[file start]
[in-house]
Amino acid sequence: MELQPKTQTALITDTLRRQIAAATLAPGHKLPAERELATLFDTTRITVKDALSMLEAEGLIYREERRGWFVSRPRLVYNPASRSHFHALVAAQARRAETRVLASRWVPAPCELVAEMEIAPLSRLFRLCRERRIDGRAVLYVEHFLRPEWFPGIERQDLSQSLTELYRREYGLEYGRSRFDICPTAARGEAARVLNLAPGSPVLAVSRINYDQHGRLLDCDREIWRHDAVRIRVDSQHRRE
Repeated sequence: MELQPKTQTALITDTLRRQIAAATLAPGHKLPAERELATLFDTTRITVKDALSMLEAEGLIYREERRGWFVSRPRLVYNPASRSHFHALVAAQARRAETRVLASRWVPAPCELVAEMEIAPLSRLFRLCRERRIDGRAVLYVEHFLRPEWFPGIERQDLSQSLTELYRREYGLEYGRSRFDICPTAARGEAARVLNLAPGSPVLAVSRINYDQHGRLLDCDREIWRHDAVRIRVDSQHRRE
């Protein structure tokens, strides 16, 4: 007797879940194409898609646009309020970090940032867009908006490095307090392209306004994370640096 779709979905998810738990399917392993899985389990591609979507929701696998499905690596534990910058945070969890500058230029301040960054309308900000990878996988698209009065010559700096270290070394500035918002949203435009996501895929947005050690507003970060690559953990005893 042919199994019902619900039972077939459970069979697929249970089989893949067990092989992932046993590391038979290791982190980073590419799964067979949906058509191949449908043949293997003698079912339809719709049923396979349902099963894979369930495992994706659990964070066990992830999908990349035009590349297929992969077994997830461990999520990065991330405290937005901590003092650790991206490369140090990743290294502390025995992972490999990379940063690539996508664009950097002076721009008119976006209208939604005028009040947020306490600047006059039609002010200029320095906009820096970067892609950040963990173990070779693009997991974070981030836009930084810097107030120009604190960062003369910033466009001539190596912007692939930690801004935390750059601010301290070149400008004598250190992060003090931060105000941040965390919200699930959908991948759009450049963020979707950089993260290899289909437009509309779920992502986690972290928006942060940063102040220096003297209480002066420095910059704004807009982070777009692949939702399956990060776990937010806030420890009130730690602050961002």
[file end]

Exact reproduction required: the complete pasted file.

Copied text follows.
[in-house]
Amino acid sequence: MELQPKTQTALITDTLRRQIAAATLAPGHKLPAERELATLFDTTRITVKDALSMLEAEGLIYREERRGWFVSRPRLVYNPASRSHFHALVAAQARRAETRVLASRWVPAPCELVAEMEIAPLSRLFRLCRERRIDGRAVLYVEHFLRPEWFPGIERQDLSQSLTELYRREYGLEYGRSRFDICPTAARGEAARVLNLAPGSPVLAVSRINYDQHGRLLDCDREIWRHDAVRIRVDSQHRRE
Repeated sequence: MELQPKTQTALITDTLRRQIAAATLAPGHKLPAERELATLFDTTRITVKDALSMLEAEGLIYREERRGWFVSRPRLVYNPASRSHFHALVAAQARRAETRVLASRWVPAPCELVAEMEIAPLSRLFRLCRERRIDGRAVLYVEHFLRPEWFPGIERQDLSQSLTELYRREYGLEYGRSRFDICPTAARGEAARVLNLAPGSPVLAVSRINYDQHGRLLDCDREIWRHDAVRIRVDSQHRRE
């Protein structure tokens, strides 16, 4: 007797879940194409898609646009309020970090940032867009908006490095307090392209306004994370640096 779709979905998810738990399917392993899985389990591609979507929701696998499905690596534990910058945070969890500058230029301040960054309308900000990878996988698209009065010559700096270290070394500035918002949203435009996501895929947005050690507003970060690559953990005893 042919199994019902619900039972077939459970069979697929249970089989893949067990092989992932046993590391038979290791982190980073590419799964067979949906058509191949449908043949293997003698079912339809719709049923396979349902099963894979369930495992994706659990964070066990992830999908990349035009590349297929992969077994997830461990999520990065991330405290937005901590003092650790991206490369140090990743290294502390025995992972490999990379940063690539996508664009950097002076721009008119976006209208939604005028009040947020306490600047006059039609002010200029320095906009820096970067892609950040963990173990070779693009997991974070981030836009930084810097107030120009604190960062003369910033466009001539190596912007692939930690801004935390750059601010301290070149400008004598250190992060003090931060105000941040965390919200699930959908991948759009450049963020979707950089993260290899289909437009509309779920992502986690972290928006942060940063102040220096003297209480002066420095910059704004807009982070777009692949939702399956990060776990937010806030420890009130730690602050961002």